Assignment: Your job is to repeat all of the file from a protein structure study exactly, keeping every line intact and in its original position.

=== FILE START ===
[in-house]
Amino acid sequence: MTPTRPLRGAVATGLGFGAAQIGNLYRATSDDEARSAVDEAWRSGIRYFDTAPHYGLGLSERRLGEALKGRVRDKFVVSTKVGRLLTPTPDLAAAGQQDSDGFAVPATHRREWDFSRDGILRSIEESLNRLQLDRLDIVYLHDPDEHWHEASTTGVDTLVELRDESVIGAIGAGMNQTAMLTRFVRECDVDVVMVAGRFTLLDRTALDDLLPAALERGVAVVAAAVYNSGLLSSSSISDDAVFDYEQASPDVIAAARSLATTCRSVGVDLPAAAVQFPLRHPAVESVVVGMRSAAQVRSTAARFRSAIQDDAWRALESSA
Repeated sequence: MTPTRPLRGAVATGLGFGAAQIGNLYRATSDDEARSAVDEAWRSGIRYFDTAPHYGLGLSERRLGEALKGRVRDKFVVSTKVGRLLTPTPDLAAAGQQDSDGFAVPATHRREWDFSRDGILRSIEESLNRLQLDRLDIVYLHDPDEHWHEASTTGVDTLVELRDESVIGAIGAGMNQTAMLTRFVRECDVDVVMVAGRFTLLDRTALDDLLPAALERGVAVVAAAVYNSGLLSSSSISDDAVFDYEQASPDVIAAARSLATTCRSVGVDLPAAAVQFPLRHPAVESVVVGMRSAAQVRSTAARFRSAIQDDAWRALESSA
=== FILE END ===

[in-house]
Amino acid sequence: MTPTRPLRGAVATGLGFGAAQIGNLYRATSDDEARSAVDEAWRSGIRYFDTAPHYGLGLSERRLGEALKGRVRDKFVVSTKVGRLLTPTPDLAAAGQQDSDGFAVPATHRREWDFSRDGILRSIEESLNRLQLDRLDIVYLHDPDEHWHEASTTGVDTLVELRDESVIGAIGAGMNQTAMLTRFVRECDVDVVMVAGRFTLLDRTALDDLLPAALERGVAVVAAAVYNSGLLSSSSISDDAVFDYEQASPDVIAAARSLATTCRSVGVDLPAAAVQFPLRHPAVESVVVGMRSAAQVRSTAARFRSAIQDDAWRALESSA
Repeated sequence: MTPTRPLRGAVATGLGFGAAQIGNLYRATSDDEARSAVDEAWRSGIRYFDTAPHYGLGLSERRLGEALKGRVRDKFVVSTKVGRLLTPTPDLAAAGQQDSDGFAVPATHRREWDFSRDGILRSIEESLNRLQLDRLDIVYLHDPDEHWHEASTTGVDTLVELRDESVIGAIGAGMNQTAMLTRFVRECDVDVVMVAGRFTLLDRTALDDLLPAALERGVAVVAAAVYNSGLLSSSSISDDAVFDYEQASPDVIAAARSLATTCRSVGVDLPAAAVQFPLRHPAVESVVVGMRSAAQVRSTAARFRSAIQDDAWRALESSA